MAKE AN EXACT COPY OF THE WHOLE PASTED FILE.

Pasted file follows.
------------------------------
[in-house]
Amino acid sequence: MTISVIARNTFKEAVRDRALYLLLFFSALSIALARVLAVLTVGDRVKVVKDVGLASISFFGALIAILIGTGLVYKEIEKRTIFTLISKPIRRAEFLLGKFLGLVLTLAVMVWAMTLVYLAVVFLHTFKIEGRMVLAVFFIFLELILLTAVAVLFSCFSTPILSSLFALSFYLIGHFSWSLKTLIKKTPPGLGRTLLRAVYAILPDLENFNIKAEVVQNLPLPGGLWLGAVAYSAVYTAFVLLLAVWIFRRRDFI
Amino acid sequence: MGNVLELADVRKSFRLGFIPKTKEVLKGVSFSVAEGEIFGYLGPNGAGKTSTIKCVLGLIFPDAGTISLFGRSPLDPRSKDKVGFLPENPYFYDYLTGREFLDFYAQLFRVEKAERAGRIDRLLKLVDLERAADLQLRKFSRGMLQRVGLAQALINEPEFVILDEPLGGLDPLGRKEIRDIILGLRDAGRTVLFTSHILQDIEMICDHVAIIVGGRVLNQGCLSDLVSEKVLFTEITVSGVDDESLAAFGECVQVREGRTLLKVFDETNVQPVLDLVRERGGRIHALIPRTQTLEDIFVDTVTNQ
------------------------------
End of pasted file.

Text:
[in-house]
Amino acid sequence: MTISVIARNTFKEAVRDRALYLLLFFSALSIALARVLAVLTVGDRVKVVKDVGLASISFFGALIAILIGTGLVYKEIEKRTIFTLISKPIRRAEFLLGKFLGLVLTLAVMVWAMTLVYLAVVFLHTFKIEGRMVLAVFFIFLELILLTAVAVLFSCFSTPILSSLFALSFYLIGHFSWSLKTLIKKTPPGLGRTLLRAVYAILPDLENFNIKAEVVQNLPLPGGLWLGAVAYSAVYTAFVLLLAVWIFRRRDFI
Amino acid sequence: MGNVLELADVRKSFRLGFIPKTKEVLKGVSFSVAEGEIFGYLGPNGAGKTSTIKCVLGLIFPDAGTISLFGRSPLDPRSKDKVGFLPENPYFYDYLTGREFLDFYAQLFRVEKAERAGRIDRLLKLVDLERAADLQLRKFSRGMLQRVGLAQALINEPEFVILDEPLGGLDPLGRKEIRDIILGLRDAGRTVLFTSHILQDIEMICDHVAIIVGGRVLNQGCLSDLVSEKVLFTEITVSGVDDESLAAFGECVQVREGRTLLKVFDETNVQPVLDLVRERGGRIHALIPRTQTLEDIFVDTVTNQ